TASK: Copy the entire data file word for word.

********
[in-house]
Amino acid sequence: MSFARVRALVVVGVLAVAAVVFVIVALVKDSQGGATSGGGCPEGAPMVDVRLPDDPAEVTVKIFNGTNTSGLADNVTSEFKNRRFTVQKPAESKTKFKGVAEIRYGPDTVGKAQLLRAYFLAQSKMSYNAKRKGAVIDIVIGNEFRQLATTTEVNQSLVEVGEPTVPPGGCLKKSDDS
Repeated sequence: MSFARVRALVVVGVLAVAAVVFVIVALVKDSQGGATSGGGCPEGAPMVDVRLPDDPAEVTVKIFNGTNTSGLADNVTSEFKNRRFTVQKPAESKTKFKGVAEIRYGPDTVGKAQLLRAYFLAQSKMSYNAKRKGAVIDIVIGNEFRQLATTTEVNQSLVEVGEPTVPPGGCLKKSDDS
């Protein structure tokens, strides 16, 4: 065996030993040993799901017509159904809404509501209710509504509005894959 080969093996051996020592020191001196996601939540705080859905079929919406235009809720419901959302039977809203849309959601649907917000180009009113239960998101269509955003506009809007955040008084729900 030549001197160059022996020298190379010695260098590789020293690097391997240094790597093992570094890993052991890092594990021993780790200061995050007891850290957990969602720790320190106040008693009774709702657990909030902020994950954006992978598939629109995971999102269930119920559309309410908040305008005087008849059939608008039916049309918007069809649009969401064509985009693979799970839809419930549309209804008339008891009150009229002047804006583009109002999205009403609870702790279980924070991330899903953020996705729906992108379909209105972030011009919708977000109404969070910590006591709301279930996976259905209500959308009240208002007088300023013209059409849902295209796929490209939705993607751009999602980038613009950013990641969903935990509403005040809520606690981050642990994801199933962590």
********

[in-house]
Amino acid sequence: MSFARVRALVVVGVLAVAAVVFVIVALVKDSQGGATSGGGCPEGAPMVDVRLPDDPAEVTVKIFNGTNTSGLADNVTSEFKNRRFTVQKPAESKTKFKGVAEIRYGPDTVGKAQLLRAYFLAQSKMSYNAKRKGAVIDIVIGNEFRQLATTTEVNQSLVEVGEPTVPPGGCLKKSDDS
Repeated sequence: MSFARVRALVVVGVLAVAAVVFVIVALVKDSQGGATSGGGCPEGAPMVDVRLPDDPAEVTVKIFNGTNTSGLADNVTSEFKNRRFTVQKPAESKTKFKGVAEIRYGPDTVGKAQLLRAYFLAQSKMSYNAKRKGAVIDIVIGNEFRQLATTTEVNQSLVEVGEPTVPPGGCLKKSDDS
């Protein structure tokens, strides 16, 4: 065996030993040993799901017509159904809404509501209710509504509005894959 080969093996051996020592020191001196996601939540705080859905079929919406235009809720419901959302039977809203849309959601649907917000180009009113239960998101269509955003506009809007955040008084729900 030549001197160059022996020298190379010695260098590789020293690097391997240094790597093992570094890993052991890092594990021993780790200061995050007891850290957990969602720790320190106040008693009774709702657990909030902020994950954006992978598939629109995971999102269930119920559309309410908040305008005087008849059939608008039916049309918007069809649009969401064509985009693979799970839809419930549309209804008339008891009150009229002047804006583009109002999205009403609870702790279980924070991330899903953020996705729906992108379909209105972030011009919708977000109404969070910590006591709301279930996976259905209500959308009240208002007088300023013209059409849902295209796929490209939705993607751009999602980038613009950013990641969903935990509403005040809520606690981050642990994801199933962590």